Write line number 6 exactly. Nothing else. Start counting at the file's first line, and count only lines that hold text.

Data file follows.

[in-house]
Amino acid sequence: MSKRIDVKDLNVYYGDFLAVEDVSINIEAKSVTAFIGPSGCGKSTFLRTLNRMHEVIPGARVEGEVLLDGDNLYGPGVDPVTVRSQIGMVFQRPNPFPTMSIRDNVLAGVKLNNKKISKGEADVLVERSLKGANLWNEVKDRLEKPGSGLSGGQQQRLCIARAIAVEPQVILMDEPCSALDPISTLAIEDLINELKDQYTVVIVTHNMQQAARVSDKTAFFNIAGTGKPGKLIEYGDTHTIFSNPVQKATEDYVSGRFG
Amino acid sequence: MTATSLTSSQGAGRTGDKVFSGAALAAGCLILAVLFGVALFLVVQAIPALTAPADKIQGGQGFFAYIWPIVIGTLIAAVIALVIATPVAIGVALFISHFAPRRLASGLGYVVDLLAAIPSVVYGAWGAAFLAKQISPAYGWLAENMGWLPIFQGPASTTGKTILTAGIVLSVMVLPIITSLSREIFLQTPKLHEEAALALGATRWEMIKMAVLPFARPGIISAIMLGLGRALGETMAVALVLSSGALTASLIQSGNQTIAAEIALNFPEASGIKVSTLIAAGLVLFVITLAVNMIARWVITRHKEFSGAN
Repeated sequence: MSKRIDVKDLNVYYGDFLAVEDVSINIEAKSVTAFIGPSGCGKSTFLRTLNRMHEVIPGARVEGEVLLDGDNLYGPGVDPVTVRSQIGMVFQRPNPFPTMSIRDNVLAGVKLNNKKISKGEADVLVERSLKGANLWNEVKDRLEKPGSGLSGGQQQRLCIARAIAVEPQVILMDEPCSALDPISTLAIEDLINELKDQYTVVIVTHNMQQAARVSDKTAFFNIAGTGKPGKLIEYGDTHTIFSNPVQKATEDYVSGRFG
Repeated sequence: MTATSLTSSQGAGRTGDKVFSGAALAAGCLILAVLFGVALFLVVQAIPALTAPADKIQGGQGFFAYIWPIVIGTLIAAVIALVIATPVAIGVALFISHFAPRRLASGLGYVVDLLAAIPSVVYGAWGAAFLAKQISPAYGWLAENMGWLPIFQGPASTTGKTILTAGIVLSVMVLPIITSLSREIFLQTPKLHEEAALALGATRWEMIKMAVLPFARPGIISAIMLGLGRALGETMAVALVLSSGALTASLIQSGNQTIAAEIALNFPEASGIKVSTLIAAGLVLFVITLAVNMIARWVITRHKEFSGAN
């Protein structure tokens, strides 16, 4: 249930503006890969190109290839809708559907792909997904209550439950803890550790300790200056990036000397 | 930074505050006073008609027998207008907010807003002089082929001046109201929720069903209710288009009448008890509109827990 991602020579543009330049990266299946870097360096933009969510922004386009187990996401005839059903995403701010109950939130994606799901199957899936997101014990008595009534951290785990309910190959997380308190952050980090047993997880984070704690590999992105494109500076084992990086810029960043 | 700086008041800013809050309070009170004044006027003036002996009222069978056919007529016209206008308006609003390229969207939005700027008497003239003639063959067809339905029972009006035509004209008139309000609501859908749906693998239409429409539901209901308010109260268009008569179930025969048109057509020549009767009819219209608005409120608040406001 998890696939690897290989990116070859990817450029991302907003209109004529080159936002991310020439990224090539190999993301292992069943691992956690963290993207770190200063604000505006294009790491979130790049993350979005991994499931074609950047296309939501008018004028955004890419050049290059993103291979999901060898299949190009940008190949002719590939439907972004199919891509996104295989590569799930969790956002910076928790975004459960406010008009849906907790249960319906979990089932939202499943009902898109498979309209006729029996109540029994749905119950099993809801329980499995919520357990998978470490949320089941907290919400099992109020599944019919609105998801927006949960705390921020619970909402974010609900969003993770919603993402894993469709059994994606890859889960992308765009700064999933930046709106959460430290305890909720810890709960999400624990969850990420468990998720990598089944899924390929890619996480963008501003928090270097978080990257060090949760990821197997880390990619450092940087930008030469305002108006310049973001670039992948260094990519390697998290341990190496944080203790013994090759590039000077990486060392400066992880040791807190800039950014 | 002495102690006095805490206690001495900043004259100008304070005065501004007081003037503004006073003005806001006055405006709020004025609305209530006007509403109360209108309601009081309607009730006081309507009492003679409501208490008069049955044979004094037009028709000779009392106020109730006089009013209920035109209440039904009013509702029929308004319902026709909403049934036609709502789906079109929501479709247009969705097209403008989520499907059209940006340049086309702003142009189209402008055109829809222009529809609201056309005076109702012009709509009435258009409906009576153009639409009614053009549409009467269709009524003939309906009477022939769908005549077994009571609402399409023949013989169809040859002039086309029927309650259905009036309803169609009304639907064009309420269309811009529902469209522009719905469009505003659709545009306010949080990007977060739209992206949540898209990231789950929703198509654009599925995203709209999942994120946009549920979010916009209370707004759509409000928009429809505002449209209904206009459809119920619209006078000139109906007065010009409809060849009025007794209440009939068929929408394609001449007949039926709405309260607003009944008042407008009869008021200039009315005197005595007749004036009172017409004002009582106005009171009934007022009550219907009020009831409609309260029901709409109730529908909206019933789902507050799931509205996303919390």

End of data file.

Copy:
């Protein structure tokens, strides 16, 4: 249930503006890969190109290839809708559907792909997904209550439950803890550790300790200056990036000397 | 930074505050006073008609027998207008907010807003002089082929001046109201929720069903209710288009009448008890509109827990 991602020579543009330049990266299946870097360096933009969510922004386009187990996401005839059903995403701010109950939130994606799901199957899936997101014990008595009534951290785990309910190959997380308190952050980090047993997880984070704690590999992105494109500076084992990086810029960043 | 700086008041800013809050309070009170004044006027003036002996009222069978056919007529016209206008308006609003390229969207939005700027008497003239003639063959067809339905029972009006035509004209008139309000609501859908749906693998239409429409539901209901308010109260268009008569179930025969048109057509020549009767009819219209608005409120608040406001 998890696939690897290989990116070859990817450029991302907003209109004529080159936002991310020439990224090539190999993301292992069943691992956690963290993207770190200063604000505006294009790491979130790049993350979005991994499931074609950047296309939501008018004028955004890419050049290059993103291979999901060898299949190009940008190949002719590939439907972004199919891509996104295989590569799930969790956002910076928790975004459960406010008009849906907790249960319906979990089932939202499943009902898109498979309209006729029996109540029994749905119950099993809801329980499995919520357990998978470490949320089941907290919400099992109020599944019919609105998801927006949960705390921020619970909402974010609900969003993770919603993402894993469709059994994606890859889960992308765009700064999933930046709106959460430290305890909720810890709960999400624990969850990420468990998720990598089944899924390929890619996480963008501003928090270097978080990257060090949760990821197997880390990619450092940087930008030469305002108006310049973001670039992948260094990519390697998290341990190496944080203790013994090759590039000077990486060392400066992880040791807190800039950014 | 002495102690006095805490206690001495900043004259100008304070005065501004007081003037503004006073003005806001006055405006709020004025609305209530006007509403109360209108309601009081309607009730006081309507009492003679409501208490008069049955044979004094037009028709000779009392106020109730006089009013209920035109209440039904009013509702029929308004319902026709909403049934036609709502789906079109929501479709247009969705097209403008989520499907059209940006340049086309702003142009189209402008055109829809222009529809609201056309005076109702012009709509009435258009409906009576153009639409009614053009549409009467269709009524003939309906009477022939769908005549077994009571609402399409023949013989169809040859002039086309029927309650259905009036309803169609009304639907064009309420269309811009529902469209522009719905469009505003659709545009306010949080990007977060739209992206949540898209990231789950929703198509654009599925995203709209999942994120946009549920979010916009209370707004759509409000928009429809505002449209209904206009459809119920619209006078000139109906007065010009409809060849009025007794209440009939068929929408394609001449007949039926709405309260607003009944008042407008009869008021200039009315005197005595007749004036009172017409004002009582106005009171009934007022009550219907009020009831409609309260029901709409109730529908909206019933789902507050799931509205996303919390």